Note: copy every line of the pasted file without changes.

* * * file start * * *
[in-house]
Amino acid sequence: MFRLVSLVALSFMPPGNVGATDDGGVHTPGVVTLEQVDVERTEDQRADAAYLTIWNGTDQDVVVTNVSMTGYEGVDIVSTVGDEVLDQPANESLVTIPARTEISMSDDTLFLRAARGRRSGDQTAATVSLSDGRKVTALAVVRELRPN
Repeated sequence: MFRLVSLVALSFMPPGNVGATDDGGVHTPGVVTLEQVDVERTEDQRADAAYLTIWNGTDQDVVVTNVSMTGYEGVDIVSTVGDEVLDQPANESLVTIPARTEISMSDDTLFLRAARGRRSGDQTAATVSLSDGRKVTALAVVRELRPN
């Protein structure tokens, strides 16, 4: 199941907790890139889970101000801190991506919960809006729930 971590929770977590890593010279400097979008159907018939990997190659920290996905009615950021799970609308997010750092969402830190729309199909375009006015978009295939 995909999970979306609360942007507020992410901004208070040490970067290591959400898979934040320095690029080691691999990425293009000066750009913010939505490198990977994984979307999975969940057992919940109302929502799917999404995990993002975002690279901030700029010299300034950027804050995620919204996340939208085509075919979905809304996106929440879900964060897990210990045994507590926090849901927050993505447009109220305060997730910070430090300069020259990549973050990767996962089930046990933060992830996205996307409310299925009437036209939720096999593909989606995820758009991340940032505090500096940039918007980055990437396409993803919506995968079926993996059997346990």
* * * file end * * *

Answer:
[in-house]
Amino acid sequence: MFRLVSLVALSFMPPGNVGATDDGGVHTPGVVTLEQVDVERTEDQRADAAYLTIWNGTDQDVVVTNVSMTGYEGVDIVSTVGDEVLDQPANESLVTIPARTEISMSDDTLFLRAARGRRSGDQTAATVSLSDGRKVTALAVVRELRPN
Repeated sequence: MFRLVSLVALSFMPPGNVGATDDGGVHTPGVVTLEQVDVERTEDQRADAAYLTIWNGTDQDVVVTNVSMTGYEGVDIVSTVGDEVLDQPANESLVTIPARTEISMSDDTLFLRAARGRRSGDQTAATVSLSDGRKVTALAVVRELRPN
């Protein structure tokens, strides 16, 4: 199941907790890139889970101000801190991506919960809006729930 971590929770977590890593010279400097979008159907018939990997190659920290996905009615950021799970609308997010750092969402830190729309199909375009006015978009295939 995909999970979306609360942007507020992410901004208070040490970067290591959400898979934040320095690029080691691999990425293009000066750009913010939505490198990977994984979307999975969940057992919940109302929502799917999404995990993002975002690279901030700029010299300034950027804050995620919204996340939208085509075919979905809304996106929440879900964060897990210990045994507590926090849901927050993505447009109220305060997730910070430090300069020259990549973050990767996962089930046990933060992830996205996307409310299925009437036209939720096999593909989606995820758009991340940032505090500096940039918007980055990437396409993803919506995968079926993996059997346990």